To the east, we have a multitude of examples of rehabilitative justice systems where rates of recidivism are extremely low such as Norway which has a rate of about 20%. On the other hand, to our west, we have a damning example of where our criminal justice system is heading. A May 2018 U.S. Department of Justice report on state prisoner recidivism found that of prisoners that were released about 68% were arrested within three years, 79% within six years, and 83% in nine years. Reducing crime is, evidently, not a matter of punishing criminals but instead rehabilitating them.
To say to a prisoner, especially one who is vulnerable to the Coronavirus, that we are not giving you the vaccine because of the mistakes you have made in your life, is to say you are worthless and no longer have a purpose in this society. The likelihood of that person reoffending is extremely high because once someone is made to feel useless, why would they then try and contribute to a society that has written them off?
The relinquishment of someone’s liberty after they have been convicted is the punishment, not the vengeful destruction of their soul, through being thrust into a drug-filled, violent maze of concrete walls and metal bars. Gary Glitter will most likely not see the light of day again, however, most prisoners will, and it is fundamental they return to society rehabilitated rather than further criminalised.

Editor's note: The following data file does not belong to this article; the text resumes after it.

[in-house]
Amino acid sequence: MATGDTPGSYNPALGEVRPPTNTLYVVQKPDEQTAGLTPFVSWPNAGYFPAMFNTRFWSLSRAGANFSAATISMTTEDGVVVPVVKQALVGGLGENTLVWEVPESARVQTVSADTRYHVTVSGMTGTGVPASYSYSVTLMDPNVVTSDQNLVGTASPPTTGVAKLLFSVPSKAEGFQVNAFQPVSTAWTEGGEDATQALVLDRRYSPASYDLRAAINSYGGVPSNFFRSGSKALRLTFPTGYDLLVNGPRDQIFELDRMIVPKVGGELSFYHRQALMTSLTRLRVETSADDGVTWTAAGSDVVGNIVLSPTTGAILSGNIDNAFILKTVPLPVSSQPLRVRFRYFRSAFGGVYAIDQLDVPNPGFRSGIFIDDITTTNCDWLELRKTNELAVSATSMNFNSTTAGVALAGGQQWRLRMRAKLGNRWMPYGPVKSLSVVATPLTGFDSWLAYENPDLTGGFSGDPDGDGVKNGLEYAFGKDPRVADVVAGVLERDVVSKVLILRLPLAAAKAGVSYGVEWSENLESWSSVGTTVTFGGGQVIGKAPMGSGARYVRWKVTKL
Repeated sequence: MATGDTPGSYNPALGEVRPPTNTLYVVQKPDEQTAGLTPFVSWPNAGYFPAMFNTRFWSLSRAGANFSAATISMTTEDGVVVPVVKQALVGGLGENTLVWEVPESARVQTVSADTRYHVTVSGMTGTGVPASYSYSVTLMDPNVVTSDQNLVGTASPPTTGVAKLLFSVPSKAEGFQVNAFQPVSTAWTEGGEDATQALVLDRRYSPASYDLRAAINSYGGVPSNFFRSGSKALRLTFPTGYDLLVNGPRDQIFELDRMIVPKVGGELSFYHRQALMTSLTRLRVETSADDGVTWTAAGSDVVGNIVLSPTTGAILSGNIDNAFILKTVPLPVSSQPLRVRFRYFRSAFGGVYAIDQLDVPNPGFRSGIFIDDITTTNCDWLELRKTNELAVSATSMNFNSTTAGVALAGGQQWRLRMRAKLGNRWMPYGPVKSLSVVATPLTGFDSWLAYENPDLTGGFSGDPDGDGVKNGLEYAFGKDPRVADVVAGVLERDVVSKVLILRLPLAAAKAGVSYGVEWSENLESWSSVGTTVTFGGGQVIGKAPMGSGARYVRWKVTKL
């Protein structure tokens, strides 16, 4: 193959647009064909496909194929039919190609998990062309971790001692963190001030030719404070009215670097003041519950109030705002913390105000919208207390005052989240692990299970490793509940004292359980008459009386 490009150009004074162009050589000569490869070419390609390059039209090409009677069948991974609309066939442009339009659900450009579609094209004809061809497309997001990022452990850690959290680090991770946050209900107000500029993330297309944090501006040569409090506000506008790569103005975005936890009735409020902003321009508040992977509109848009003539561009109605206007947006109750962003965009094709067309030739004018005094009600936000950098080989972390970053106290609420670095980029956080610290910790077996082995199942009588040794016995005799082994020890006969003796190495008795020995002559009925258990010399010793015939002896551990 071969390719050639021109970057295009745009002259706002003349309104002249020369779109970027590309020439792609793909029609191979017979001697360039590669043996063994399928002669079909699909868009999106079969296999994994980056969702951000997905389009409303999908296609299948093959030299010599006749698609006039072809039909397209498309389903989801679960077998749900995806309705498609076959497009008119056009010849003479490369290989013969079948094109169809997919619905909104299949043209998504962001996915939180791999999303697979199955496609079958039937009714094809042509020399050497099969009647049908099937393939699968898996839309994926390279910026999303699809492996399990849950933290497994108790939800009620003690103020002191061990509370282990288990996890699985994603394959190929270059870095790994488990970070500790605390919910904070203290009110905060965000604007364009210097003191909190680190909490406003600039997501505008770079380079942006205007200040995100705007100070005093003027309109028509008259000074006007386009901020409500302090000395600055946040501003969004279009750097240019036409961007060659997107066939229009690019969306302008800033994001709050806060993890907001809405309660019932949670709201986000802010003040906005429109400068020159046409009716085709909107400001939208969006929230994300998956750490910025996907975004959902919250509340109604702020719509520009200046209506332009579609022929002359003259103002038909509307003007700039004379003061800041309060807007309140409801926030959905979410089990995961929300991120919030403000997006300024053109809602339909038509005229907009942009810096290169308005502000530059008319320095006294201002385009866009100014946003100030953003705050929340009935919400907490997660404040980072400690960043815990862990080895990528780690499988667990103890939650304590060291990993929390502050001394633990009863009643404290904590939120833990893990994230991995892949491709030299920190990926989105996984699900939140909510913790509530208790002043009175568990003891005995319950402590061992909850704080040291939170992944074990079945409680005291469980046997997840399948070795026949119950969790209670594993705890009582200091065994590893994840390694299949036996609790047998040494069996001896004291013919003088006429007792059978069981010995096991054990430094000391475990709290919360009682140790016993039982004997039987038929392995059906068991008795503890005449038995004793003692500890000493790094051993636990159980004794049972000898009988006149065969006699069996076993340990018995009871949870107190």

We do not give every criminal a life sentence because everyone can change. Should an injured criminal on the side of the road be given medical attention? Yes, of course, because no matter the history of that person’s life, they are entitled to the same level of health care as everyone else. It is for this same reason that we cannot write off prisoners as less worthy of receiving a vaccine because it would set a dangerous precedent for the ways in which the government could use Coronavirus and the vaccine to extend authoritarian control.
To conclude, I would like to mention Jack Merritt, the young man who was stabbed to death during the London Bridge terror attack in 2019 after leaving a prisoner rehabilitation event. After his death, his father said, “Jack lived his principles; he believed in redemption and rehabilitation, not revenge… we know Jack would not want this terrible, isolated incident to be used as a pretext by the government for introducing even more draconian sentences on prisoners, or for detaining people in prison for longer than necessary.” For a grieving father to say this with such fortitude after the gruesome death of his son is a testament to his son’s life and cause.
Therefore, in order to eradicate incidents such as these and to prevent inspiring people like Jack from being murdered, the answer is not writing prisoners off, increased sentencing, and more prisons; it is rehabilitation and trust. The notion that a vaccine should be withheld from prisoners is a small issue within a much larger and far more tragic one.
By Max Coleman